The evidence warranted a finding of negligence. See Carolina Cps. Ins. Co. v. Cummings Agency, Inc., 110 F.3d 1, 2 (1st Cir. 1997) [Note 6]; Restatement (Second) of Torts s. 552 (1) (1977). [Note 7] The evidence also permitted an inference that the misrepresentations were intentional, as the jury found, and certainly permitted the conclusion (thus barring allowance of a directed verdict) that Feingold wilfully disregarded the facts, which is tantamount to fraud. See Kozdras v. Land/Vest Props., Inc., 382 Mass. 34 , 41 (1980); State St. Bank & Trust Co. v. Beale, 353 Mass. 103 , 104 (1967). Such conduct also warrants the award of double damages under G. L. c. 93A. See Datacomm Interface, Inc. v. Computerworld, Inc., 396 Mass. 760 , 780 (1986); Shaw v. Rodman Ford Truck Ctr., Inc., 19 Mass. App. Ct. 709 , 711-712 (1985). Feingold sent the defective application to St. Paul, knowing that it was seriously inaccurate and could reasonably mislead St. Paul. The fact that only Chopsticks signed the application does not, as a matter of law, relieve Feingold from the consequences of its negligence and misrepresentations.
Feingold and the amicus express concern that, if we uphold the judgments, we will create potential liability for all brokers
and independent insurance agents for material mistakes in an insurance application signed only by an insured. We see nothing inappropriate in holding a broker liable to an insurer which issued a policy based on material misinformation that the broker, negligently or with reckless disregard for the truth, placed on an insurance application, where the broker knew, or reasonably should have known, that disclosure of the truth would have led the insurer to reject the application.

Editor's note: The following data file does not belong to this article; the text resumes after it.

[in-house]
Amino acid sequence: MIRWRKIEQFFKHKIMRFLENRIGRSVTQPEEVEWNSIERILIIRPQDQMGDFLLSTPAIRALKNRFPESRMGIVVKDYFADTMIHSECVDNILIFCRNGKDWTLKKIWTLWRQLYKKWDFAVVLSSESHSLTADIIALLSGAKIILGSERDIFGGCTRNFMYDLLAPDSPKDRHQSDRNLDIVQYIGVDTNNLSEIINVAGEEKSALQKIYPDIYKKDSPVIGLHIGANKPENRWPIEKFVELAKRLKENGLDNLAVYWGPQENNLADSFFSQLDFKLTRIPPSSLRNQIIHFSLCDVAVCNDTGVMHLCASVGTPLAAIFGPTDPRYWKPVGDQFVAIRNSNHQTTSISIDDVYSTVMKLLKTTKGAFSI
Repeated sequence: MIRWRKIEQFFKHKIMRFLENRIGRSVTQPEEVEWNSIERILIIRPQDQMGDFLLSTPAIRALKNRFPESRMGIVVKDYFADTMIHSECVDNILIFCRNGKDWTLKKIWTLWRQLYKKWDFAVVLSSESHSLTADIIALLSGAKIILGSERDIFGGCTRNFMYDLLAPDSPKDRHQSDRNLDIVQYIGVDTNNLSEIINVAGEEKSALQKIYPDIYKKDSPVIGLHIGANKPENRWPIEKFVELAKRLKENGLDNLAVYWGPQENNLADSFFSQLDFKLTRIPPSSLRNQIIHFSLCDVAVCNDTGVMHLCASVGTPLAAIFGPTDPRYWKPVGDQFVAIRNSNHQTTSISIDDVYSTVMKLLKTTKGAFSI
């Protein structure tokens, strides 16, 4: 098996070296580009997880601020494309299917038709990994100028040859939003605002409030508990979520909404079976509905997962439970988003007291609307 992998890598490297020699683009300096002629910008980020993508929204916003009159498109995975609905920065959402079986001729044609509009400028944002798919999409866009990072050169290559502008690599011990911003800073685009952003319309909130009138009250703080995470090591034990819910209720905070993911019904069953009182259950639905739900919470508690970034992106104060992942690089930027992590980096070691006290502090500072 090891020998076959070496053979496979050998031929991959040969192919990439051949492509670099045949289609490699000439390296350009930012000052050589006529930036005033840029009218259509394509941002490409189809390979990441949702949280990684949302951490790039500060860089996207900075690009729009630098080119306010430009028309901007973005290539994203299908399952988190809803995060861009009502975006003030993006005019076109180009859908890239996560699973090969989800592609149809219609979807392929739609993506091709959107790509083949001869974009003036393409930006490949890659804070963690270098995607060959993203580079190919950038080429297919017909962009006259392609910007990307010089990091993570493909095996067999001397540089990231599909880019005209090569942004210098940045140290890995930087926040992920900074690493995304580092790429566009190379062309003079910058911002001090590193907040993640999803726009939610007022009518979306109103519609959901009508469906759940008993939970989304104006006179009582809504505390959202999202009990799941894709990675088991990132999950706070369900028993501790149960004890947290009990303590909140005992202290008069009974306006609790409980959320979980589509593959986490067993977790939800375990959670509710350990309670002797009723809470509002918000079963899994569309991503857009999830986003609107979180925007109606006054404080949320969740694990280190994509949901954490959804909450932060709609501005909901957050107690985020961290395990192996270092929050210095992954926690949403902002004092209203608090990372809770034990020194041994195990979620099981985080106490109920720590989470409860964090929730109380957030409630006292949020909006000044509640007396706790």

The Appeals Court disagreed with the trial judge's determination that prejudgment interest should run from the commencement of the action. The action was commenced on February 27, 1992, by the tort claimant suing Chopsticks and St. Paul. St. Paul's third-party complaint against Feingold was filed on September 30, 1992. The judgment on the tort claims against Feingold directs that the interest is to run from that date. The judgment awarding double damages under G. L. c. 93A, however, directs that interest is to run from February 27, 1992. Interest should not run from a date earlier than the date on which St. Paul filed its complaint against Feingold. For the purposes of G. L. c. 231, s. 6B, which provides that prejudgment interest in a tort action accrues "from the date of commencement of the action," September 30, 1992, is the earliest acceptable date from which interest may be calculated.
The question is whether interest should run from some later date or dates because St. Paul did not incur the losses for which it seeks recovery until later, when it made payments in response to the settlement that was reflected in a stipulation of dismissal filed on December 1, 1992. The parties do not indicate precisely when St. Paul made these payments.